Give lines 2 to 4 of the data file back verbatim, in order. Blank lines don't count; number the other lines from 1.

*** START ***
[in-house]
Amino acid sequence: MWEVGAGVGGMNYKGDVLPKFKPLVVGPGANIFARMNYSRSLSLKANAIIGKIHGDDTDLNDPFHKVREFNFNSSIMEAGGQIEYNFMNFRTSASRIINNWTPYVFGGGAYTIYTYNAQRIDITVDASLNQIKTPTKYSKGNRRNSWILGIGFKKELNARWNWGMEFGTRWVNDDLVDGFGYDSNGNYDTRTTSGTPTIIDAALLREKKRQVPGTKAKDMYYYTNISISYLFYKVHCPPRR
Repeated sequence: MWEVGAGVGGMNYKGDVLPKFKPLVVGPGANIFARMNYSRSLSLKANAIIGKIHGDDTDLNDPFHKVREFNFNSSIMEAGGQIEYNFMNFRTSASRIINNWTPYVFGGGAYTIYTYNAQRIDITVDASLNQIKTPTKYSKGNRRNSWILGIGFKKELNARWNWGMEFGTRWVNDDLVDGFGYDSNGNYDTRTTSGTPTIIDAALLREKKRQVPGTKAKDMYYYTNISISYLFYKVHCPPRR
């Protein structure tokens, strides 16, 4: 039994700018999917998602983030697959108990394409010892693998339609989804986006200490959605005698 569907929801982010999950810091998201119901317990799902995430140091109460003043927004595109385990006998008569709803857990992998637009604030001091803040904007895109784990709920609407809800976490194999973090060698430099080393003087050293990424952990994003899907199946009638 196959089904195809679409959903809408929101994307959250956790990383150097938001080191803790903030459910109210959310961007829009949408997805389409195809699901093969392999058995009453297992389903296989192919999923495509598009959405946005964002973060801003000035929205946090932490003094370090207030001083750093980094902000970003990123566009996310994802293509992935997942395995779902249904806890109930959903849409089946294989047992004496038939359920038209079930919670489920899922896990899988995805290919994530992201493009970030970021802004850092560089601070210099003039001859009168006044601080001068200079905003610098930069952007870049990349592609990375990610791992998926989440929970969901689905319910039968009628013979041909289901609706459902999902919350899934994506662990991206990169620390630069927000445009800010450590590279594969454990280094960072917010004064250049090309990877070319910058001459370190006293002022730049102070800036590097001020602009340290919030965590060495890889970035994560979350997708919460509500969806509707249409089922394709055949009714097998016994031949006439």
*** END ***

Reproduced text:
Amino acid sequence: MWEVGAGVGGMNYKGDVLPKFKPLVVGPGANIFARMNYSRSLSLKANAIIGKIHGDDTDLNDPFHKVREFNFNSSIMEAGGQIEYNFMNFRTSASRIINNWTPYVFGGGAYTIYTYNAQRIDITVDASLNQIKTPTKYSKGNRRNSWILGIGFKKELNARWNWGMEFGTRWVNDDLVDGFGYDSNGNYDTRTTSGTPTIIDAALLREKKRQVPGTKAKDMYYYTNISISYLFYKVHCPPRR
Repeated sequence: MWEVGAGVGGMNYKGDVLPKFKPLVVGPGANIFARMNYSRSLSLKANAIIGKIHGDDTDLNDPFHKVREFNFNSSIMEAGGQIEYNFMNFRTSASRIINNWTPYVFGGGAYTIYTYNAQRIDITVDASLNQIKTPTKYSKGNRRNSWILGIGFKKELNARWNWGMEFGTRWVNDDLVDGFGYDSNGNYDTRTTSGTPTIIDAALLREKKRQVPGTKAKDMYYYTNISISYLFYKVHCPPRR
């Protein structure tokens, strides 16, 4: 039994700018999917998602983030697959108990394409010892693998339609989804986006200490959605005698 569907929801982010999950810091998201119901317990799902995430140091109460003043927004595109385990006998008569709803857990992998637009604030001091803040904007895109784990709920609407809800976490194999973090060698430099080393003087050293990424952990994003899907199946009638 196959089904195809679409959903809408929101994307959250956790990383150097938001080191803790903030459910109210959310961007829009949408997805389409195809699901093969392999058995009453297992389903296989192919999923495509598009959405946005964002973060801003000035929205946090932490003094370090207030001083750093980094902000970003990123566009996310994802293509992935997942395995779902249904806890109930959903849409089946294989047992004496038939359920038209079930919670489920899922896990899988995805290919994530992201493009970030970021802004850092560089601070210099003039001859009168006044601080001068200079905003610098930069952007870049990349592609990375990610791992998926989440929970969901689905319910039968009628013979041909289901609706459902999902919350899934994506662990991206990169620390630069927000445009800010450590590279594969454990280094960072917010004064250049090309990877070319910058001459370190006293002022730049102070800036590097001020602009340290919030965590060495890889970035994560979350997708919460509500969806509707249409089922394709055949009714097998016994031949006439």